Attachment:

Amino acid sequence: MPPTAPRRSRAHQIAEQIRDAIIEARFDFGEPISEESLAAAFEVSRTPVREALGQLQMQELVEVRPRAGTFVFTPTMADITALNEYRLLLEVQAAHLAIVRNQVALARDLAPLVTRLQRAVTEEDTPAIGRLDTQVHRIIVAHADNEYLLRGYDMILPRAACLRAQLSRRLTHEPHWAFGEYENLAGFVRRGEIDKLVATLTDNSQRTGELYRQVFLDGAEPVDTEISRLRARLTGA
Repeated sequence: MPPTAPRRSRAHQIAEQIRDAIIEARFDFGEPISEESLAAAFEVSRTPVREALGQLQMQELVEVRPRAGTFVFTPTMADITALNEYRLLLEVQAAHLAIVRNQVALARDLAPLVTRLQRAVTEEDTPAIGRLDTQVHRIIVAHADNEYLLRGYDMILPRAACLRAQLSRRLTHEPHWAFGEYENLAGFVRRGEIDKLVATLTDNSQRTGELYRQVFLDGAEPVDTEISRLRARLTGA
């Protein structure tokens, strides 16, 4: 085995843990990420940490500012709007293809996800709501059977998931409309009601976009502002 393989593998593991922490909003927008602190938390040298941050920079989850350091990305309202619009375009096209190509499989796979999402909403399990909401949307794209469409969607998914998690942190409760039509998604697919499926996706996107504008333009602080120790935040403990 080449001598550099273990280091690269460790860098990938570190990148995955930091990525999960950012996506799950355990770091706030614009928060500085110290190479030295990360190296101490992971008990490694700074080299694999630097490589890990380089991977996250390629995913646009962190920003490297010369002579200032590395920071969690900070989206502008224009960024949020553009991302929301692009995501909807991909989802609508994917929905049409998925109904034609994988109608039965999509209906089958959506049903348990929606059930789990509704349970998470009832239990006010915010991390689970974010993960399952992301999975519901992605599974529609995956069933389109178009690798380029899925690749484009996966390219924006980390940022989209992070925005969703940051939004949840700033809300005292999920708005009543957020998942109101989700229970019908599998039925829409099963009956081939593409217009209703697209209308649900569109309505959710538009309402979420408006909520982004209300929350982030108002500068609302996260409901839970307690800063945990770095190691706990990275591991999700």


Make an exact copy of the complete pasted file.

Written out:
Amino acid sequence: MPPTAPRRSRAHQIAEQIRDAIIEARFDFGEPISEESLAAAFEVSRTPVREALGQLQMQELVEVRPRAGTFVFTPTMADITALNEYRLLLEVQAAHLAIVRNQVALARDLAPLVTRLQRAVTEEDTPAIGRLDTQVHRIIVAHADNEYLLRGYDMILPRAACLRAQLSRRLTHEPHWAFGEYENLAGFVRRGEIDKLVATLTDNSQRTGELYRQVFLDGAEPVDTEISRLRARLTGA
Repeated sequence: MPPTAPRRSRAHQIAEQIRDAIIEARFDFGEPISEESLAAAFEVSRTPVREALGQLQMQELVEVRPRAGTFVFTPTMADITALNEYRLLLEVQAAHLAIVRNQVALARDLAPLVTRLQRAVTEEDTPAIGRLDTQVHRIIVAHADNEYLLRGYDMILPRAACLRAQLSRRLTHEPHWAFGEYENLAGFVRRGEIDKLVATLTDNSQRTGELYRQVFLDGAEPVDTEISRLRARLTGA
């Protein structure tokens, strides 16, 4: 085995843990990420940490500012709007293809996800709501059977998931409309009601976009502002 393989593998593991922490909003927008602190938390040298941050920079989850350091990305309202619009375009096209190509499989796979999402909403399990909401949307794209469409969607998914998690942190409760039509998604697919499926996706996107504008333009602080120790935040403990 080449001598550099273990280091690269460790860098990938570190990148995955930091990525999960950012996506799950355990770091706030614009928060500085110290190479030295990360190296101490992971008990490694700074080299694999630097490589890990380089991977996250390629995913646009962190920003490297010369002579200032590395920071969690900070989206502008224009960024949020553009991302929301692009995501909807991909989802609508994917929905049409998925109904034609994988109608039965999509209906089958959506049903348990929606059930789990509704349970998470009832239990006010915010991390689970974010993960399952992301999975519901992605599974529609995956069933389109178009690798380029899925690749484009996966390219924006980390940022989209992070925005969703940051939004949840700033809300005292999920708005009543957020998942109101989700229970019908599998039925829409099963009956081939593409217009209703697209209308649900569109309505959710538009309402979420408006909520982004209300929350982030108002500068609302996260409901839970307690800063945990770095190691706990990275591991999700």